Journal of Magnetic Resonance 04/2013; 232C:18-30. · 2.30 Impact Factor
  • Source
    [Show abstract] [Hide abstract]
    ABSTRACT: The human immunodeficiency virus type I (HIV-1) Vpu protein is 81 residues long and has two cytoplasmic and one transmembrane (TM) helical domains. The TM domain oligomerizes to form a monovalent cation selective ion channel and facilitates viral release from host cells. Exactly how many TM domains oligomerize to form the pore is still not understood, with experimental studies indicating the existence of a variety of oligomerization states. In this study, molecular dynamics (MD) simulations were performed to investigate the propensity of the Vpu TM domain to exist in tetrameric, pentameric, and hexameric forms. Starting with an idealized α-helical representation of the TM domain, a thorough search for the possible orientations of the monomer units within each oligomeric form was carried out using replica-exchange MD simulations in an implicit membrane environment. Extensive simulations in a fully hydrated lipid bilayer environment on representative structures obtained from the above approach showed the pentamer to be the most stable oligomeric state, with interhelical van der Waals interactions being critical for stability of the pentamer. Atomic details of the factors responsible for stable pentamer structures are presented. The structural features of the pentamer models are consistent with existing experimental information on the ion channel activity, existence of a kink around the Ile17, and the location of tetherin binding residues. Ser23 is proposed to play an important role in ion channel activity of Vpu and possibly in virus propagation.
    PLoS ONE 01/2013; 8(11):e79779. · 3.73 Impact Factor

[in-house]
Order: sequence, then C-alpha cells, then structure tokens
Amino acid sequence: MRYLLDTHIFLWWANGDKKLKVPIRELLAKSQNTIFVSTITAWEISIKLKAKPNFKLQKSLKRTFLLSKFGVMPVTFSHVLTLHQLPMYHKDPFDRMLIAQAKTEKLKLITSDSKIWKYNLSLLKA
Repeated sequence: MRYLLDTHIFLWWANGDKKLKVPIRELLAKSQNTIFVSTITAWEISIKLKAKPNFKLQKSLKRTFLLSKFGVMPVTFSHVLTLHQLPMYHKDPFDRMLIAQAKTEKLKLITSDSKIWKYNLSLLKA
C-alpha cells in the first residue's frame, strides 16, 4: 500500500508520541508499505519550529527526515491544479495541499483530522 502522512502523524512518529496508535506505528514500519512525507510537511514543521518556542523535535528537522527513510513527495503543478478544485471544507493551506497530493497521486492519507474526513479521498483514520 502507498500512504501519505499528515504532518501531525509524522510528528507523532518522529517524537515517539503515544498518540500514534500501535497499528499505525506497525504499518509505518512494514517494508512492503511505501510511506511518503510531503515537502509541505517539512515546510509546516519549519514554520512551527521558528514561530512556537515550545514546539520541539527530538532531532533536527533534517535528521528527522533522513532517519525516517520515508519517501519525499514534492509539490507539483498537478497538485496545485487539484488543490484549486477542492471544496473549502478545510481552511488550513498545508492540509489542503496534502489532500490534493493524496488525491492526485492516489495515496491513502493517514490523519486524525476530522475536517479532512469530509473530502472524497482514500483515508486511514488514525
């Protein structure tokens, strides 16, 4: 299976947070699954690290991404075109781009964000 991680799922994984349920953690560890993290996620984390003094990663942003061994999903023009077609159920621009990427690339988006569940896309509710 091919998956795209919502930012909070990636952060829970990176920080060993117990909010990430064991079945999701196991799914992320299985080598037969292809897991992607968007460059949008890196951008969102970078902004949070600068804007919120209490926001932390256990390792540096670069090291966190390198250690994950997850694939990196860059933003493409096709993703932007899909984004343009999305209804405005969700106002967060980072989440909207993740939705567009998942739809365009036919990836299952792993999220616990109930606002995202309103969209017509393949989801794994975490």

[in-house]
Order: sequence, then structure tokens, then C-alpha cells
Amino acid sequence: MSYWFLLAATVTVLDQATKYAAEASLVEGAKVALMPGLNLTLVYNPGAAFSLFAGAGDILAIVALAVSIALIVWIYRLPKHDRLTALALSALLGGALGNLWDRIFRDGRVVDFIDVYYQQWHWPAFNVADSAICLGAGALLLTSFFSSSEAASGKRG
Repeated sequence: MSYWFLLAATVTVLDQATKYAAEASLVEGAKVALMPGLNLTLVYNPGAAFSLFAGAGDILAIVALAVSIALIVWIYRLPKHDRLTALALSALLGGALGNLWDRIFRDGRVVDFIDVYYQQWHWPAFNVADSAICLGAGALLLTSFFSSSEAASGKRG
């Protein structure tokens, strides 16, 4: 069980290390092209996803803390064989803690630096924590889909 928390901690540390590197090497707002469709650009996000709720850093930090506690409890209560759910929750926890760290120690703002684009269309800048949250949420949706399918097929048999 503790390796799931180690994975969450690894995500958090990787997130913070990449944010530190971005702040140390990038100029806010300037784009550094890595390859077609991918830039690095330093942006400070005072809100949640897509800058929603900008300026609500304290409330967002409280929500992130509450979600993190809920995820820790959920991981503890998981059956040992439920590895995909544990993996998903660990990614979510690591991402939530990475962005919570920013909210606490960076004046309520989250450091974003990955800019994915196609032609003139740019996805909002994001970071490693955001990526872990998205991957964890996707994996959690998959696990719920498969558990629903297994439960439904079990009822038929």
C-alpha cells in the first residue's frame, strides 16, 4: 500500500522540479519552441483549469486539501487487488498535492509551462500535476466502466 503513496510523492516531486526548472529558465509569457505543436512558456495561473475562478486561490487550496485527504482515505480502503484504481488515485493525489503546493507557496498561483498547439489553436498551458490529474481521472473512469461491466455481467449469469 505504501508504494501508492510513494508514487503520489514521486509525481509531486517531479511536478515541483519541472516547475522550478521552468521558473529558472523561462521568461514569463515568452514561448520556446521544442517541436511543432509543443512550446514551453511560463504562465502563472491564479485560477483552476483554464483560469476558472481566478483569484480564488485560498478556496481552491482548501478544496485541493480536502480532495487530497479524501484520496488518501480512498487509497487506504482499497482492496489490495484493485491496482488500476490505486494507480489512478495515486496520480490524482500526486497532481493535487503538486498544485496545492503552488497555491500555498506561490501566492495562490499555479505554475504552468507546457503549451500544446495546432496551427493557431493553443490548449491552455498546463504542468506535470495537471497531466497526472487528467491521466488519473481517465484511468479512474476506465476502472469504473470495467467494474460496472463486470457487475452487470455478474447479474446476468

• [Show abstract] [Hide abstract]
    ABSTRACT: Abstract The role of histidine in channel-forming transmembrane (TM) helices was investigated by comparing the TM helices from Virus protein 'u' (Vpu) and the M2 proton channel. Both proteins are members of the viroporin family of small membrane proteins that exhibit ion channel activity, and have a single TM helix that is capable of forming oligomers. The TM helices from both proteins have a conserved tryptophan towards the C-terminus. Previously, alanine 18 of Vpu was mutated to histidine in order to artificially introduce the same HXXXW motif that is central to the proton channel activity of M2. Interestingly, the mutated Vpu TM resulted in an increase in helix tilt angle of 11° in lipid bilayers compared to the wild-type Vpu TM. Here, we find the reverse, when histidine 37 of the HXXXW motif in M2 was mutated to alanine, it decreased the helix tilt by 10° from that of wild-type M2. The tilt change is independent of both the helix length and the presence of tryptophan. In addition, compared to wild-type M2, the H37A mutant displayed lowered sensitivity to proton concentration. We also found that the solvent accessibility of histidine-containing M2 is greater than without histidine. This suggests that the TM helix may increase the solvent exposure by changing its tilt angle in order to accommodate a polar/charged residue within the hydrophobic membrane region. The comparative results of M2, Vpu and their mutants demonstrated the significance of histidine in a transmembrane helix and the remarkable plasticity of the function and structure of ion channels stemming from changes at a single amino acid site.
    Molecular Membrane Biology 10/2013; · 3.13 Impact Factor

Full-text (2 Sources)

Available from
May 27, 2014